All people have stories of oppression and revolt. These stories are stitched together through the sharing and overlapping of experiences, forming a quilt of complex and ambiguous definitions of oppressor and oppressed. There is the relative source of truth, our own stories, which acts as a lens used to view the world more intimately. I aim to write with my perspective, one that carries both an objective and a subjective voice, acknowledged as present throughout this post. Remembering the importance of perspective and personal story is vital to understanding reproductive health as well as honestly delving into any conversation of ethical or moral relationships. It is impossible to holistically discuss matters of race, class, gender, et al. without delving into the experiences that shape my worldview; without bringing “me” into this post intimately and as a person who identifies as a Black feminist woman.
As a campus organizer and student at the Evergreen State College in Olympia, WA one of the most pertinent lessons that I’ve learned was acknowledging how systems of oppression overlap and in response systems of revolt must overlap as well. I was not a student and a reproductive justice organizer separately. These two aspects of myself and my community were interlocked. By treating them as separate entities, there formed a separation of individual and community. Within myself, I recognized this battle between wanting individuality while remaining involved as a part of this larger community.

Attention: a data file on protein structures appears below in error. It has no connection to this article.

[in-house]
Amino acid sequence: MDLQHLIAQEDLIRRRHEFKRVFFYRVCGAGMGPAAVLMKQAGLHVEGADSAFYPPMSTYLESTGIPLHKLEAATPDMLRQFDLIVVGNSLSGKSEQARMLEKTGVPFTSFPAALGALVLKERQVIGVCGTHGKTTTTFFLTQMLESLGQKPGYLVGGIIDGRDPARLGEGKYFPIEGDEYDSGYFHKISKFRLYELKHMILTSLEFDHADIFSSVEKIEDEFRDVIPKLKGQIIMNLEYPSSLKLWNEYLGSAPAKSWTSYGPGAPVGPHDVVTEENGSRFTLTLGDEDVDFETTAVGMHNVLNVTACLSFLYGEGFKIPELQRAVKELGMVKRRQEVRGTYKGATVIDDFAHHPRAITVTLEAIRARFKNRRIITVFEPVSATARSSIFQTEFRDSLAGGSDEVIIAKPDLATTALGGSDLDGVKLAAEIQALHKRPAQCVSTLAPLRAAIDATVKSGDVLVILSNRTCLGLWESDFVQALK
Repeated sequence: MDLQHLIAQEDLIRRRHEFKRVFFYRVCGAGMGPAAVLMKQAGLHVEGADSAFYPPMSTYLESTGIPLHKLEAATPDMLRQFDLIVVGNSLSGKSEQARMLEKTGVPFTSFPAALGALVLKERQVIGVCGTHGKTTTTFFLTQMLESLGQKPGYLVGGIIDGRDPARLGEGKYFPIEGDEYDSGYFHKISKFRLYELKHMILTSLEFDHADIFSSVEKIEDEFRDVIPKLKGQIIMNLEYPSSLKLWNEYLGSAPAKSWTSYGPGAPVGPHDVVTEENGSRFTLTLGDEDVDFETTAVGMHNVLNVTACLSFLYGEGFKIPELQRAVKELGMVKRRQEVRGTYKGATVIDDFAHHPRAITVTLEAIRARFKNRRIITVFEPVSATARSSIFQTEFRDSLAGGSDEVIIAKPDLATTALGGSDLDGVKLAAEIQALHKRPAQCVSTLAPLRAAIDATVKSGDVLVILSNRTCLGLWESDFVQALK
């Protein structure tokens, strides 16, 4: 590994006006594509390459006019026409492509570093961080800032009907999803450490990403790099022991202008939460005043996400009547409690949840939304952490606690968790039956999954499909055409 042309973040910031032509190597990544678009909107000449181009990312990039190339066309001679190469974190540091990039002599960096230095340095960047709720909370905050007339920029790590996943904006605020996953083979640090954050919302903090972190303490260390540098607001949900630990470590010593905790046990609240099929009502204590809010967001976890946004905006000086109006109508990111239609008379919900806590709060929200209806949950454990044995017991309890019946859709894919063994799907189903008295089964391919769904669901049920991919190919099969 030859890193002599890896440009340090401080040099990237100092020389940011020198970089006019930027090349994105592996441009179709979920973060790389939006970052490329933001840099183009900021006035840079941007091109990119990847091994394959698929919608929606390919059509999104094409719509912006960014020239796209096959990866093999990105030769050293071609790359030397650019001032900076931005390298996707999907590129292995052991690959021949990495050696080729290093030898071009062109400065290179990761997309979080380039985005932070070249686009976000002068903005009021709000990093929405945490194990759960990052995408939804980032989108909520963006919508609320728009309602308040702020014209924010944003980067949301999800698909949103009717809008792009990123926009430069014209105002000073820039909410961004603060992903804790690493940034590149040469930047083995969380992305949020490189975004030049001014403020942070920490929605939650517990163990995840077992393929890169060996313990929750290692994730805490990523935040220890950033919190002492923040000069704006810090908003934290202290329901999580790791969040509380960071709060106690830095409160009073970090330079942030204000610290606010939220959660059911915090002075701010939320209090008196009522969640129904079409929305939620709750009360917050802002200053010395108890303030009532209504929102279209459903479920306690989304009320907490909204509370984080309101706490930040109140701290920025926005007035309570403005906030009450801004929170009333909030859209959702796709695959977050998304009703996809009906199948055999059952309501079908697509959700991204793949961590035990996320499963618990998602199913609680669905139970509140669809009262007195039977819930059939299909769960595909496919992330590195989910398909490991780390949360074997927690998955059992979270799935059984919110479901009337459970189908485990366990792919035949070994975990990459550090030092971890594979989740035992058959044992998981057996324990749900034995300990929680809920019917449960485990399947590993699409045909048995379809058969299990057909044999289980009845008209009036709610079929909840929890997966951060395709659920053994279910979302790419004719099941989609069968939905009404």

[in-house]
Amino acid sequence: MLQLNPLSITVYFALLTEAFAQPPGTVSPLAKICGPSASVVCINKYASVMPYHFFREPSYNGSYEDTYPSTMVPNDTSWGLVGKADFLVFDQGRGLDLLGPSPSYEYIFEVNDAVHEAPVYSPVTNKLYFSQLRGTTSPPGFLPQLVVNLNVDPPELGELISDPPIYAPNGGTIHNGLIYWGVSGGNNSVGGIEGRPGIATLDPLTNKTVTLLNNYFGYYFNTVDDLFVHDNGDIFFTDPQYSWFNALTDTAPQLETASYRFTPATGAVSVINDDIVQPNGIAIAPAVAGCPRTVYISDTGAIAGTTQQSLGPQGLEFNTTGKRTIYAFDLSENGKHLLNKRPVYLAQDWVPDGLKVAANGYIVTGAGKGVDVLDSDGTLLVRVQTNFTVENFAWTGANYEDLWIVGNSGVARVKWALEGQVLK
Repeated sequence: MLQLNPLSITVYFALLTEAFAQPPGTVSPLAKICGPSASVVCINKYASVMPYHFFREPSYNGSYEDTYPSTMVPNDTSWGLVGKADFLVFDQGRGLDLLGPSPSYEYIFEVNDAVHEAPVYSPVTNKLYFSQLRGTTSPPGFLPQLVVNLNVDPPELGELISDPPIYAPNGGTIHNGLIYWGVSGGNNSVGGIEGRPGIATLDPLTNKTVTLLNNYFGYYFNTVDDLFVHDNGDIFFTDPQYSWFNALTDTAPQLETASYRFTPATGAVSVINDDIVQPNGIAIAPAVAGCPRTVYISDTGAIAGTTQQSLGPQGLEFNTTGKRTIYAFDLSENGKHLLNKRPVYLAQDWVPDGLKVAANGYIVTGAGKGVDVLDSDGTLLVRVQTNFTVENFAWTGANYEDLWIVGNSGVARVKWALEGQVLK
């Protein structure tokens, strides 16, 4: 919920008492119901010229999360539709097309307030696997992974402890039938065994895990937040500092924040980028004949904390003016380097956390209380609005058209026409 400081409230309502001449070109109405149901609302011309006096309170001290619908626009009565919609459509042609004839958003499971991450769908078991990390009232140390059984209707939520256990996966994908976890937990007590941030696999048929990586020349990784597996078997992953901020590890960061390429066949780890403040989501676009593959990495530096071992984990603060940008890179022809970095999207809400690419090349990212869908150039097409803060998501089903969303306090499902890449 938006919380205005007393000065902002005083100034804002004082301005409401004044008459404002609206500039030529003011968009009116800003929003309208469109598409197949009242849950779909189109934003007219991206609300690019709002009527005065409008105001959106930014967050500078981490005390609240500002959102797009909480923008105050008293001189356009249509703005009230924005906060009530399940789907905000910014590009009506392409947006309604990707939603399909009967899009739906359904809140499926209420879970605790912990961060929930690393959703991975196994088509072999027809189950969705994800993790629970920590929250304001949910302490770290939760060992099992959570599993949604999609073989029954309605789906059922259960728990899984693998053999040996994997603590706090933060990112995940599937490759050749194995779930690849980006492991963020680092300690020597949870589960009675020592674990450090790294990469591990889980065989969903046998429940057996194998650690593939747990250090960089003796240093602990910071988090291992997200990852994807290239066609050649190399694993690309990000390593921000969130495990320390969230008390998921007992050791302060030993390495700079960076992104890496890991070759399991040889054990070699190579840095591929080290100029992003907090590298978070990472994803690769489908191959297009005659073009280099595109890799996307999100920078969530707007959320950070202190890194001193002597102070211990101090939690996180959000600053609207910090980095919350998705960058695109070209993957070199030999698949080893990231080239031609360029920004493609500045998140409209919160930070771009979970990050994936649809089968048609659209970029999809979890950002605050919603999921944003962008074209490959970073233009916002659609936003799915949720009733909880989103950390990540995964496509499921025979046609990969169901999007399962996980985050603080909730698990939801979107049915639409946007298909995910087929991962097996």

It wasn’t until I heard Angela Davis speak, thanks to the Rachel Corrie Foundation and Students for Justice in Palestine, that I truly understood the importance of doing what you love with intention. During the school year, I found myself on the verge of being “burned out” because I’d sacrificed self care for the sake of the greater good. What Ms. Davis expressed was that what you love will replenish you and will require self care. Community organizing work requires us to be in it for the long haul so the daily practice of resting when you need to rest, doing homework when homework needs to be done, hanging out with family and friends, all becomes a part of that long haul as well. The more self care that is involved in the work, the more we can be involved in our community while still fulfilling our individual goals. With that said, I have not perfected this great balance by any means, but this past year of organizing has greatly increased my understanding of the necessity of balance. As Ms. Davis also pointed out, there is never truly a balance. There will always be one thing we tilt towards a little more. The balance is in being sure that we don’t tilt too far in any direction.